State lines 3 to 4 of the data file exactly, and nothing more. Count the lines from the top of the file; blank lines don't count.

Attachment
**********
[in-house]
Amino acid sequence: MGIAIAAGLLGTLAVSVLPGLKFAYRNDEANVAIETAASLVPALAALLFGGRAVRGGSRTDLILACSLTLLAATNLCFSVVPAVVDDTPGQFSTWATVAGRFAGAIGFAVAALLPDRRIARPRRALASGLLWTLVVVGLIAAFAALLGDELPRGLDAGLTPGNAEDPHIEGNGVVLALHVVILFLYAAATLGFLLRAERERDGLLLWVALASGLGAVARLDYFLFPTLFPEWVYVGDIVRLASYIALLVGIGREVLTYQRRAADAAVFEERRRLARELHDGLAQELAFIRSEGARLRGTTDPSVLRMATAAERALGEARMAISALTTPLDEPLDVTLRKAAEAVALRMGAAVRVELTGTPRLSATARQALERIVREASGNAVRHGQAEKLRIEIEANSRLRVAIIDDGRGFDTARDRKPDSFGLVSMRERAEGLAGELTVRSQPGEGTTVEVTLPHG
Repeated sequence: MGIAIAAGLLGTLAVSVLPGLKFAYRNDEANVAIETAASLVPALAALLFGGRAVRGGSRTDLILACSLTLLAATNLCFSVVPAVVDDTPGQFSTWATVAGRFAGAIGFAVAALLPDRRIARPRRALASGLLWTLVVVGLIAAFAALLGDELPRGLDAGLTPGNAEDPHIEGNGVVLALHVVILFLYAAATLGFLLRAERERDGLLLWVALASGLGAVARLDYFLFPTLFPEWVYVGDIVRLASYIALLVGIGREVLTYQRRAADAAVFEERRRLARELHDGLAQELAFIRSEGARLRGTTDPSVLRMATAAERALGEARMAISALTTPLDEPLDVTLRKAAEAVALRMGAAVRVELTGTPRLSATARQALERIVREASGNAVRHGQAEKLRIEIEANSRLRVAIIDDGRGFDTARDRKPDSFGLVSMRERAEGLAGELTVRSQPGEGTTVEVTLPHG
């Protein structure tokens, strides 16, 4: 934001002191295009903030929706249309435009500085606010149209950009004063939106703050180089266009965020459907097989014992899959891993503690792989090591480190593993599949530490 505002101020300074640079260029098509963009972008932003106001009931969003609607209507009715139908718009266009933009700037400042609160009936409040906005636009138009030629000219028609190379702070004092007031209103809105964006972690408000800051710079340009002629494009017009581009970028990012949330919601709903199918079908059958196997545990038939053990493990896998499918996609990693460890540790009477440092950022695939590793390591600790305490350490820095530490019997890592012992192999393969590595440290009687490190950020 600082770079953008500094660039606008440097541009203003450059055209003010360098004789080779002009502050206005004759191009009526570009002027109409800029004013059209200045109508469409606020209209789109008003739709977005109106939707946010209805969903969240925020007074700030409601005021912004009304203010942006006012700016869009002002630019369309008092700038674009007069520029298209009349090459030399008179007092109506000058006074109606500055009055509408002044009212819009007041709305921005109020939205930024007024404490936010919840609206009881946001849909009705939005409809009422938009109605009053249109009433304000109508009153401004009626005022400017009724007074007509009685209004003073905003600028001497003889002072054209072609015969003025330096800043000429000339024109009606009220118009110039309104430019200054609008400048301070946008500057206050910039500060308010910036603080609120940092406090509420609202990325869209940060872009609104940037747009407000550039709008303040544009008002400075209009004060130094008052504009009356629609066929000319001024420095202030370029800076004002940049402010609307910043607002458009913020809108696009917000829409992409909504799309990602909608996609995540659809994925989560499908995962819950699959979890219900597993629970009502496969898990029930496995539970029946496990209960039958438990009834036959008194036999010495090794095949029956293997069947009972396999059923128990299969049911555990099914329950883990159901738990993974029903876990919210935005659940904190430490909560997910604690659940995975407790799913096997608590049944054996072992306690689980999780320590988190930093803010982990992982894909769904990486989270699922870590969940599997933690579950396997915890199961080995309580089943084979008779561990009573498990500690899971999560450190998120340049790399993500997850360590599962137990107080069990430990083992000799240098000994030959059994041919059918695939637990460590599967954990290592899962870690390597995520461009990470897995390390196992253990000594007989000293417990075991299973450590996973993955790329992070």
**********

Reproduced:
Repeated sequence: MGIAIAAGLLGTLAVSVLPGLKFAYRNDEANVAIETAASLVPALAALLFGGRAVRGGSRTDLILACSLTLLAATNLCFSVVPAVVDDTPGQFSTWATVAGRFAGAIGFAVAALLPDRRIARPRRALASGLLWTLVVVGLIAAFAALLGDELPRGLDAGLTPGNAEDPHIEGNGVVLALHVVILFLYAAATLGFLLRAERERDGLLLWVALASGLGAVARLDYFLFPTLFPEWVYVGDIVRLASYIALLVGIGREVLTYQRRAADAAVFEERRRLARELHDGLAQELAFIRSEGARLRGTTDPSVLRMATAAERALGEARMAISALTTPLDEPLDVTLRKAAEAVALRMGAAVRVELTGTPRLSATARQALERIVREASGNAVRHGQAEKLRIEIEANSRLRVAIIDDGRGFDTARDRKPDSFGLVSMRERAEGLAGELTVRSQPGEGTTVEVTLPHG
């Protein structure tokens, strides 16, 4: 934001002191295009903030929706249309435009500085606010149209950009004063939106703050180089266009965020459907097989014992899959891993503690792989090591480190593993599949530490 505002101020300074640079260029098509963009972008932003106001009931969003609607209507009715139908718009266009933009700037400042609160009936409040906005636009138009030629000219028609190379702070004092007031209103809105964006972690408000800051710079340009002629494009017009581009970028990012949330919601709903199918079908059958196997545990038939053990493990896998499918996609990693460890540790009477440092950022695939590793390591600790305490350490820095530490019997890592012992192999393969590595440290009687490190950020 600082770079953008500094660039606008440097541009203003450059055209003010360098004789080779002009502050206005004759191009009526570009002027109409800029004013059209200045109508469409606020209209789109008003739709977005109106939707946010209805969903969240925020007074700030409601005021912004009304203010942006006012700016869009002002630019369309008092700038674009007069520029298209009349090459030399008179007092109506000058006074109606500055009055509408002044009212819009007041709305921005109020939205930024007024404490936010919840609206009881946001849909009705939005409809009422938009109605009053249109009433304000109508009153401004009626005022400017009724007074007509009685209004003073905003600028001497003889002072054209072609015969003025330096800043000429000339024109009606009220118009110039309104430019200054609008400048301070946008500057206050910039500060308010910036603080609120940092406090509420609202990325869209940060872009609104940037747009407000550039709008303040544009008002400075209009004060130094008052504009009356629609066929000319001024420095202030370029800076004002940049402010609307910043607002458009913020809108696009917000829409992409909504799309990602909608996609995540659809994925989560499908995962819950699959979890219900597993629970009502496969898990029930496995539970029946496990209960039958438990009834036959008194036999010495090794095949029956293997069947009972396999059923128990299969049911555990099914329950883990159901738990993974029903876990919210935005659940904190430490909560997910604690659940995975407790799913096997608590049944054996072992306690689980999780320590988190930093803010982990992982894909769904990486989270699922870590969940599997933690579950396997915890199961080995309580089943084979008779561990009573498990500690899971999560450190998120340049790399993500997850360590599962137990107080069990430990083992000799240098000994030959059994041919059918695939637990460590599967954990290592899962870690390597995520461009990470897995390390196992253990000594007989000293417990075991299973450590996973993955790329992070």